The examples given below are for illustrative purposes only and are not intended to limit the invention thereto.


To a one liter, three-necked flask equipped with a mechanical stirrer and thermometer was added 20 g (0.1 mol) 4-nitrosodiphenylamine and a solution of 10 g (0.25 mol) sodium hydroxide in 100 ml of water. The mixture was stirred until the organic material was completely dissolved. To a 250 ml Erlenmeyer flask fitted with gooch tubing was charged 40 g (0.22 mol) glucose with the other end of the tubing attached to the reaction flask. The mixture was heated with stirring to 80 C., at which point heating was discontinued, and glucose was added slowly from the Erlenmeyer flask over a one-half hour period while maintaining a temperature of approximately 80 C. via the reaction exotherm. Stirring was continued for one hour after addition of glucose was complete, whereupon the reaction mixture was cooled to room temperature. The cooled mixture was extracted with 200 ml of ether, the ether layer was separated and dried, after which ether was removed by evaporation. Analysis of the solid residue by high pressure liquid chromatography showed 4-aminodiphenylamine was formed in 92% yield.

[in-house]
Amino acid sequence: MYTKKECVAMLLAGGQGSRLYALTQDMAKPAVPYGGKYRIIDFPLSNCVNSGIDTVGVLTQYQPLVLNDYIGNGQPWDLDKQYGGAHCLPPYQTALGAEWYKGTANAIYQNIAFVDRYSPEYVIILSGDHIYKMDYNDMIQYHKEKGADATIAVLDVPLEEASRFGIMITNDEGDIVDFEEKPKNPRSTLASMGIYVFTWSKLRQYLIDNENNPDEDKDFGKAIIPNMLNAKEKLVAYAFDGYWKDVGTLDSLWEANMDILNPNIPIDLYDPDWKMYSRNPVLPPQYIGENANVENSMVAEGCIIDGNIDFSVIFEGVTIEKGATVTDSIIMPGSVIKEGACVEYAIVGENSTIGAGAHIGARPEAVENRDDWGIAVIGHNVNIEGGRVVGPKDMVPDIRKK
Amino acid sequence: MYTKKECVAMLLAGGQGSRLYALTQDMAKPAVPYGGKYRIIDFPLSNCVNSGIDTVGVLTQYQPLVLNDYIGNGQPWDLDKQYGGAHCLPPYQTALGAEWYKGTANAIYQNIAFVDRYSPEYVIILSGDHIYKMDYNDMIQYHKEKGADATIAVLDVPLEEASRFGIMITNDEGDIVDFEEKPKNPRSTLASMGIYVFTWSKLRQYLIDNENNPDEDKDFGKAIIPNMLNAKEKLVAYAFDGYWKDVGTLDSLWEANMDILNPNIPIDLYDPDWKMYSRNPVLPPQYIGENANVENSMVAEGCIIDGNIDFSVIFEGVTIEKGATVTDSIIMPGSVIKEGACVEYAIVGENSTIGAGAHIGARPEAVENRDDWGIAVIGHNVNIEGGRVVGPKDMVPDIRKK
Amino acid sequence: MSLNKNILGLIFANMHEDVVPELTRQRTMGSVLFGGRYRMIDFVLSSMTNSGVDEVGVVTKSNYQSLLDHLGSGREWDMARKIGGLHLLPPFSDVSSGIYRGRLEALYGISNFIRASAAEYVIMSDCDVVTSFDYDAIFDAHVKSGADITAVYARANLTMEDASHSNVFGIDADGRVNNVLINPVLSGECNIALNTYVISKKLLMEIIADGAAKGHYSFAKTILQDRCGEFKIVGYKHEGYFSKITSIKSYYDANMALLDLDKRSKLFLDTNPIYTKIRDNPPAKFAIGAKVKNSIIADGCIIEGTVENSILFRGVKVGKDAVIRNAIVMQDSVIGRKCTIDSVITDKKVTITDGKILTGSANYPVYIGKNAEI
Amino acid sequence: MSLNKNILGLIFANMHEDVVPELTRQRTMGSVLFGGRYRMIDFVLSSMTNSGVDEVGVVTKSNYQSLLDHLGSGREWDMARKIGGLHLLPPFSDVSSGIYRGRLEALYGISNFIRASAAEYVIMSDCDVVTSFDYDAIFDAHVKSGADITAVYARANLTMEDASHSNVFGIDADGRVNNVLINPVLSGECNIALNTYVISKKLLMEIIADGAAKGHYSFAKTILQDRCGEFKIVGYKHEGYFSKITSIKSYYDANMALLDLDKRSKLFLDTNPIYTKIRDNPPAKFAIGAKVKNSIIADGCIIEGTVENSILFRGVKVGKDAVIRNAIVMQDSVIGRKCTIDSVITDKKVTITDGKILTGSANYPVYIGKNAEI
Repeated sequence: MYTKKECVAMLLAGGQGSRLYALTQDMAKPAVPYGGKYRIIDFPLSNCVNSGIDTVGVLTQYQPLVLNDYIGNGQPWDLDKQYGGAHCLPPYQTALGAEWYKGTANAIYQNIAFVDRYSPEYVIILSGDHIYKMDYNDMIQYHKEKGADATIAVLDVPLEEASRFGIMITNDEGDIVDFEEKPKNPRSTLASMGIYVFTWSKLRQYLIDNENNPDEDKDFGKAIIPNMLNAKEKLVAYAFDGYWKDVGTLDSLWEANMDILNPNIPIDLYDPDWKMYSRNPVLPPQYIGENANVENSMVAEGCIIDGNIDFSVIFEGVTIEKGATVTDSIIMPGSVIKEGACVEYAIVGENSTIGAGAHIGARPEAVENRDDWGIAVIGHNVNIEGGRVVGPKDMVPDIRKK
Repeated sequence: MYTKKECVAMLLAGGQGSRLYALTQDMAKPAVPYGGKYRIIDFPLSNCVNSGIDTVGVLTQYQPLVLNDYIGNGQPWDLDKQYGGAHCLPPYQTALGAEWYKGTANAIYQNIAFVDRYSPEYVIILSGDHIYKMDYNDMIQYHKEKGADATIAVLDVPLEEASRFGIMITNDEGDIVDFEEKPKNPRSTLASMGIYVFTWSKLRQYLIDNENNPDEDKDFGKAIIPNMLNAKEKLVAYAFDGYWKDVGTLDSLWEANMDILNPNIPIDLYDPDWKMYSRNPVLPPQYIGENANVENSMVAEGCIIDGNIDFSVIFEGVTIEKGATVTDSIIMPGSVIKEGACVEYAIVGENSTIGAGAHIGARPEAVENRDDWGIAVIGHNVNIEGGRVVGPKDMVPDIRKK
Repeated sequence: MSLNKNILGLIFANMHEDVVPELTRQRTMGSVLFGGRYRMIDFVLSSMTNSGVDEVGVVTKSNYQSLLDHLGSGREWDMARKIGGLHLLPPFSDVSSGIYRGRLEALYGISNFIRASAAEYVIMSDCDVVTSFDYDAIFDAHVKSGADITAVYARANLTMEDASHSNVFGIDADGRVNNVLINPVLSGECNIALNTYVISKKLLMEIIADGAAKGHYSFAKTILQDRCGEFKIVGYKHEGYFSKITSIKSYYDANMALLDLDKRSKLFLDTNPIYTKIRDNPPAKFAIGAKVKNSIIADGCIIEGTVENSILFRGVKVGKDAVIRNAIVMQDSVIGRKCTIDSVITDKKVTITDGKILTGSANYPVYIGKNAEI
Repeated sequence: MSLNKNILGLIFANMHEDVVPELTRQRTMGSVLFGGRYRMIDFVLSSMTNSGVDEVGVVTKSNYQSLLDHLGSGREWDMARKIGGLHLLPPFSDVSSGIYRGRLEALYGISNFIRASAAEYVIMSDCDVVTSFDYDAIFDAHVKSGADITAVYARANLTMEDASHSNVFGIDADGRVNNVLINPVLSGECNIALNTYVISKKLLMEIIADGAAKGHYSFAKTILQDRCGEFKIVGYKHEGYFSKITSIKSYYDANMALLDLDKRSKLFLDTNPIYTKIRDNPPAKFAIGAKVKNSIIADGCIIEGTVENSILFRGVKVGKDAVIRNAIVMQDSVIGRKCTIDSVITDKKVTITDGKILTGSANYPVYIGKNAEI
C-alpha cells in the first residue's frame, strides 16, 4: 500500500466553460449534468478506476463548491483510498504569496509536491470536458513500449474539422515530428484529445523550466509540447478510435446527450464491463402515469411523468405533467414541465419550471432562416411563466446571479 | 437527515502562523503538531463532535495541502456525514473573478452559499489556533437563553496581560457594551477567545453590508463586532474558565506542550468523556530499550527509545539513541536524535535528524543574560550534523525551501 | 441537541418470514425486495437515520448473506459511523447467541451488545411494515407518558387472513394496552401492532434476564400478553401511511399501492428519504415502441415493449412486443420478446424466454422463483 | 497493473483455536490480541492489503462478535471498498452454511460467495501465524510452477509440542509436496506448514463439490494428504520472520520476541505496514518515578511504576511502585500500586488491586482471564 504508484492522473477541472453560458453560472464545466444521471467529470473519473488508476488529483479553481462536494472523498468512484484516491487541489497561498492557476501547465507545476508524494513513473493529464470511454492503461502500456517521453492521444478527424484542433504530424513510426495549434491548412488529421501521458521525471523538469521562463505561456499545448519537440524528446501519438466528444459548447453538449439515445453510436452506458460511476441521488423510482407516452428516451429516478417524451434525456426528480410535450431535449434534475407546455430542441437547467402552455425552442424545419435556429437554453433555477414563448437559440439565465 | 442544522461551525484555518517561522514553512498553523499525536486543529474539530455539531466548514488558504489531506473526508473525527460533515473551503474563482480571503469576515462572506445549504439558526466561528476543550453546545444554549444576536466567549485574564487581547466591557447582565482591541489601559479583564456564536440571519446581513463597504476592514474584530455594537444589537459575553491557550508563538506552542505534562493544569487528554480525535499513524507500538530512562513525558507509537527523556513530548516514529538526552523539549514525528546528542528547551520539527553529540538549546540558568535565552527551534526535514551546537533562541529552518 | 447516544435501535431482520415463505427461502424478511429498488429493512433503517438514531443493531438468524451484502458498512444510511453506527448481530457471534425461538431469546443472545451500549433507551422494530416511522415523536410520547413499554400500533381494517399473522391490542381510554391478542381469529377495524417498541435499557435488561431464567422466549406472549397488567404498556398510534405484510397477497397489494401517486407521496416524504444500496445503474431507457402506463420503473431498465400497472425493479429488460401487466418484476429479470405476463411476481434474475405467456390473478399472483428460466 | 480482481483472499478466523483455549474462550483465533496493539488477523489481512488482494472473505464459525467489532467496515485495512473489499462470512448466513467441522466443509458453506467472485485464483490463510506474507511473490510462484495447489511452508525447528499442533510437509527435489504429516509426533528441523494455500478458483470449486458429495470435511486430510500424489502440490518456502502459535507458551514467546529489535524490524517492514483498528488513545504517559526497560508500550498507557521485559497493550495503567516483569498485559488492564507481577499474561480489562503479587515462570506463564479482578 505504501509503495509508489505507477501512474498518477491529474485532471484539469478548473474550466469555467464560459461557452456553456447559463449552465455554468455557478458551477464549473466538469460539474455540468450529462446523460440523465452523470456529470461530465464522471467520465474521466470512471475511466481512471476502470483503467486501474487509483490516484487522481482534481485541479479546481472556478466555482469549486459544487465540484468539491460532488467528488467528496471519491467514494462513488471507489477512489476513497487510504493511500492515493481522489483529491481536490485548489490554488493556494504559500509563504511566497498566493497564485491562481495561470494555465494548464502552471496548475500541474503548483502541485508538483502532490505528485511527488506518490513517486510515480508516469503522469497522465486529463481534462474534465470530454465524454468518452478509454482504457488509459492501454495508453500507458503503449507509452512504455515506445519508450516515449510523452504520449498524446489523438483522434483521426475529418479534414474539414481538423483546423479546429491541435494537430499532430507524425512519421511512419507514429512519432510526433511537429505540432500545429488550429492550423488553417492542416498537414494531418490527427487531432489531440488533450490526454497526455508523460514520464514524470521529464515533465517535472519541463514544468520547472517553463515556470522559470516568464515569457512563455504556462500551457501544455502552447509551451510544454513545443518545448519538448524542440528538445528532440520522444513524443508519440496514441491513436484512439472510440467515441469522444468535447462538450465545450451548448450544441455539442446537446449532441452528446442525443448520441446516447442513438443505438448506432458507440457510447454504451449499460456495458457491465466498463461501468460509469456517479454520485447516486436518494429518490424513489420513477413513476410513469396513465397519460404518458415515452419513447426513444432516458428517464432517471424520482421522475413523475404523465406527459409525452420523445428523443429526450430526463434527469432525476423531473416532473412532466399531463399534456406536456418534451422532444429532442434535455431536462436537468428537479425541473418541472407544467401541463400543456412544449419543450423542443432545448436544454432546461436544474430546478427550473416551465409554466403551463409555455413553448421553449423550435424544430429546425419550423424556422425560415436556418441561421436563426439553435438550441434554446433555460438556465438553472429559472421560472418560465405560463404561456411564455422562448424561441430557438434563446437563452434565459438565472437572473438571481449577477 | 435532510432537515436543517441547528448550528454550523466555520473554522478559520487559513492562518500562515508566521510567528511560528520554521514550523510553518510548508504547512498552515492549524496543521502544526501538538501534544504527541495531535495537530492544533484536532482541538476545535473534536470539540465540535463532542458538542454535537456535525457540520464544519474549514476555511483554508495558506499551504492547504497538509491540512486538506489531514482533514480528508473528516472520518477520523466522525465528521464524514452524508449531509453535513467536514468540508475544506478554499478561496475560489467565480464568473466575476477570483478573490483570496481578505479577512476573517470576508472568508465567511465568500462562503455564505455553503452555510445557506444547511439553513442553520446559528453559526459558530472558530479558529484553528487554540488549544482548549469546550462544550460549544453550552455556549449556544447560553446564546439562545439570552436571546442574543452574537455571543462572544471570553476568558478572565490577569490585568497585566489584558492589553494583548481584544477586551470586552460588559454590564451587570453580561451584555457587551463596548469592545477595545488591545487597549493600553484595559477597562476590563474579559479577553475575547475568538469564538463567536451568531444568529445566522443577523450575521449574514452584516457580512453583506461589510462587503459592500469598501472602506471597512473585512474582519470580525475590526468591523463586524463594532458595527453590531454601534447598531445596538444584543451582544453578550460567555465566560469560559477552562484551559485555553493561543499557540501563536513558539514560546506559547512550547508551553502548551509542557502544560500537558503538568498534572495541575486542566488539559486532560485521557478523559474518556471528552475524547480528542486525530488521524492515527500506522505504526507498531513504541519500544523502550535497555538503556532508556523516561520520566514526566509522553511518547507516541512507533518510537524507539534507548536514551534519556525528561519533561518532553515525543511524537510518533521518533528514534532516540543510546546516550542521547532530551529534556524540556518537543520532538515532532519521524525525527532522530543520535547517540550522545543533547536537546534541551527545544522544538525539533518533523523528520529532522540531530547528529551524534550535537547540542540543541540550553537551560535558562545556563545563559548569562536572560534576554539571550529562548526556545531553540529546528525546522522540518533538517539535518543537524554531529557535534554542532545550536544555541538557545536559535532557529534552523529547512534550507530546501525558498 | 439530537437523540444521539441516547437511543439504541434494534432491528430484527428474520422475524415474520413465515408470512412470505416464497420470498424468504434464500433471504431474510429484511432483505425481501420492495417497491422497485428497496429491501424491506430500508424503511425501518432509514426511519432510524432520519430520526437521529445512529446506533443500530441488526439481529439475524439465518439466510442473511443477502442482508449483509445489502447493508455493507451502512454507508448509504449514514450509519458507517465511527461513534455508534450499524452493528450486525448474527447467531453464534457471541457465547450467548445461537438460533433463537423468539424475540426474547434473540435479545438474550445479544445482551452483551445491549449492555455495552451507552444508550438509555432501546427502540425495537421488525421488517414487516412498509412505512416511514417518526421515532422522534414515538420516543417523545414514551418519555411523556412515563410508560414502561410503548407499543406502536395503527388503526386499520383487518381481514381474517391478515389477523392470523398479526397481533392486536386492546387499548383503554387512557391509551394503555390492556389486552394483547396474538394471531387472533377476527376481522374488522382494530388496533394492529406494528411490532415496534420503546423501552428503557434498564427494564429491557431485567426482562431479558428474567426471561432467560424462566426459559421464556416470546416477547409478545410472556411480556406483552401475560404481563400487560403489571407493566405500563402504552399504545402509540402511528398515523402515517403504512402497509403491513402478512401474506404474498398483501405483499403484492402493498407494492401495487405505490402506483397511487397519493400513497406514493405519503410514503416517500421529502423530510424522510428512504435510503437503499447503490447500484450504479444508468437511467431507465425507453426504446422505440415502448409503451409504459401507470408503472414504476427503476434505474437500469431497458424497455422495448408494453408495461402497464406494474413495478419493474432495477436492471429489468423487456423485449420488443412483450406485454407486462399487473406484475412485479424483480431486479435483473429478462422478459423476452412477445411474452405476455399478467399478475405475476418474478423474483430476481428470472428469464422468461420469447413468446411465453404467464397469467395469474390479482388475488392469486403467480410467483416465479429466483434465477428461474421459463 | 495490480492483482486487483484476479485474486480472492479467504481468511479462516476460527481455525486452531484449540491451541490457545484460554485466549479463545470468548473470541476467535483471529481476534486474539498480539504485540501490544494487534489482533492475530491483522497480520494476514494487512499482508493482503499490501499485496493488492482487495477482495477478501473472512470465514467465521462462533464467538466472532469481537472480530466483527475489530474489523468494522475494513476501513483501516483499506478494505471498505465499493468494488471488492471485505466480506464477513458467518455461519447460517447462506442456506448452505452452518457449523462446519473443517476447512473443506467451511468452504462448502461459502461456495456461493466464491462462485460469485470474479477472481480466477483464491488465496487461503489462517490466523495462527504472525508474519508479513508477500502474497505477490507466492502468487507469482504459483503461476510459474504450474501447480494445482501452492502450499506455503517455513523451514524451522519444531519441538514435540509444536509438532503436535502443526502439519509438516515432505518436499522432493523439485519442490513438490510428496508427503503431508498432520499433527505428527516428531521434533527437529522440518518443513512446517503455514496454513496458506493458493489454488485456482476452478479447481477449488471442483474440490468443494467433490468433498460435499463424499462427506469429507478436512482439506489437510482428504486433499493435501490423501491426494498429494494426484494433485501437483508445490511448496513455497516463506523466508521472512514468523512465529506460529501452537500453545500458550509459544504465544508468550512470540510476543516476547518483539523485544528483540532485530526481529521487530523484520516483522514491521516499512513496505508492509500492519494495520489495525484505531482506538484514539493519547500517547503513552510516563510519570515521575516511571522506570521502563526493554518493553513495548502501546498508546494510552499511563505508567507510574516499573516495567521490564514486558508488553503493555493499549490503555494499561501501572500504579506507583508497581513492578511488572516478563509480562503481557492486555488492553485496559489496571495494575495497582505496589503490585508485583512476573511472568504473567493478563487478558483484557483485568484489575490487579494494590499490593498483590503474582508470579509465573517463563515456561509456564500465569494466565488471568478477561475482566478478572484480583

A reaction mixture of 34 g (0.17 mol) 4-nitrosodiphenylamine and 30 g (0.75 mol) sodium hydroxide in 120 ml water was prepared as described above and reduction carried out by the addition of 23 g (0.13 mol) glucose. After the reaction mixture was cooled the solid was collected by filtration, washed with copious amounts of water, then dried. Analysis by high pressure liquid chromatography of the collected solid showed that the product, 4-aminodiphenylamine, was formed in 70% yield.

Patent Citations
Cited PatentFiling datePublication dateApplicantTitle
US1948330 *Apr 15, 1931Feb 20, 1934Wingfoot CorpMethod for preparation of aromatic amines
US2495774 *May 1, 1946Jan 31, 1950Gen Aniline & Film CorpProcess for the manufacture of c-nitrosoarylamines
US2974169 *Oct 31, 1957Mar 7, 1961Us Rubber CoPara-amino diphenylamine
US4313002 *Oct 29, 1980Jan 26, 1982Uop Inc.Preparation of p-aminodiphenylamines
GB155319A * Title not available
Referenced by
Citing PatentFiling datePublication dateApplicantTitle
US4723040 *Dec 19, 1986Feb 2, 1988Uniroyal Chemical Company, Inc.Process for making N-mono-substituted p-phenylenediamines
EP0208456A2Jun 24, 1986Jan 14, 1987UNIROYAL CHEMICAL COMPANY, Inc.Process for making n-monosubstituted p-phenylenediamines
U.S. Classification564/416, 564/420
Cooperative ClassificationC07C209/38
European ClassificationC07C209/38
Legal Events
Feb 3, 1984ASAssignment
Effective date: 19830906
Oct 22, 1987FPAYFee payment
Year of fee payment: 4
Sep 21, 1988ASAssignment
Effective date: 19880916
Apr 27, 1989ASAssignment
Effective date: 19880822
Oct 25, 1991FPAYFee payment
Year of fee payment: 8
Dec 19, 1995REMIMaintenance fee reminder mailed
May 12, 1996LAPSLapse for failure to pay maintenance fees
Jul 23, 1996FPExpired due to failure to pay maintenance fee
Effective date: 19960515